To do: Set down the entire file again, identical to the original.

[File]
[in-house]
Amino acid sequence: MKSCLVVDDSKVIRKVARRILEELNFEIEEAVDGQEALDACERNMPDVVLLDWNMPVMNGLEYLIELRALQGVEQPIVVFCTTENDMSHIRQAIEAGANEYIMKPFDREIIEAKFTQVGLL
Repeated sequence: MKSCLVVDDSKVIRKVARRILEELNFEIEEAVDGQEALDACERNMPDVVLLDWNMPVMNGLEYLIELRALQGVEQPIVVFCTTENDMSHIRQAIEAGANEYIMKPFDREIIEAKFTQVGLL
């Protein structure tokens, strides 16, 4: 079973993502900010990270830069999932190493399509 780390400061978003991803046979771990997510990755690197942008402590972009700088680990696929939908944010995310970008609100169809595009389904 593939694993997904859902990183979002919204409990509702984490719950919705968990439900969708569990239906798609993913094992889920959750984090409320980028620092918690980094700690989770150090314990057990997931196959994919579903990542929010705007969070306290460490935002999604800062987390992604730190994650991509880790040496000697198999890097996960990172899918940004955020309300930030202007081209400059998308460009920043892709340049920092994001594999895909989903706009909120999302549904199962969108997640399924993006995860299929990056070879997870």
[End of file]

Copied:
[in-house]
Amino acid sequence: MKSCLVVDDSKVIRKVARRILEELNFEIEEAVDGQEALDACERNMPDVVLLDWNMPVMNGLEYLIELRALQGVEQPIVVFCTTENDMSHIRQAIEAGANEYIMKPFDREIIEAKFTQVGLL
Repeated sequence: MKSCLVVDDSKVIRKVARRILEELNFEIEEAVDGQEALDACERNMPDVVLLDWNMPVMNGLEYLIELRALQGVEQPIVVFCTTENDMSHIRQAIEAGANEYIMKPFDREIIEAKFTQVGLL
């Protein structure tokens, strides 16, 4: 079973993502900010990270830069999932190493399509 780390400061978003991803046979771990997510990755690197942008402590972009700088680990696929939908944010995310970008609100169809595009389904 593939694993997904859902990183979002919204409990509702984490719950919705968990439900969708569990239906798609993913094992889920959750984090409320980028620092918690980094700690989770150090314990057990997931196959994919579903990542929010705007969070306290460490935002999604800062987390992604730190994650991509880790040496000697198999890097996960990172899918940004955020309300930030202007081209400059998308460009920043892709340049920092994001594999895909989903706009909120999302549904199962969108997640399924993006995860299929990056070879997870």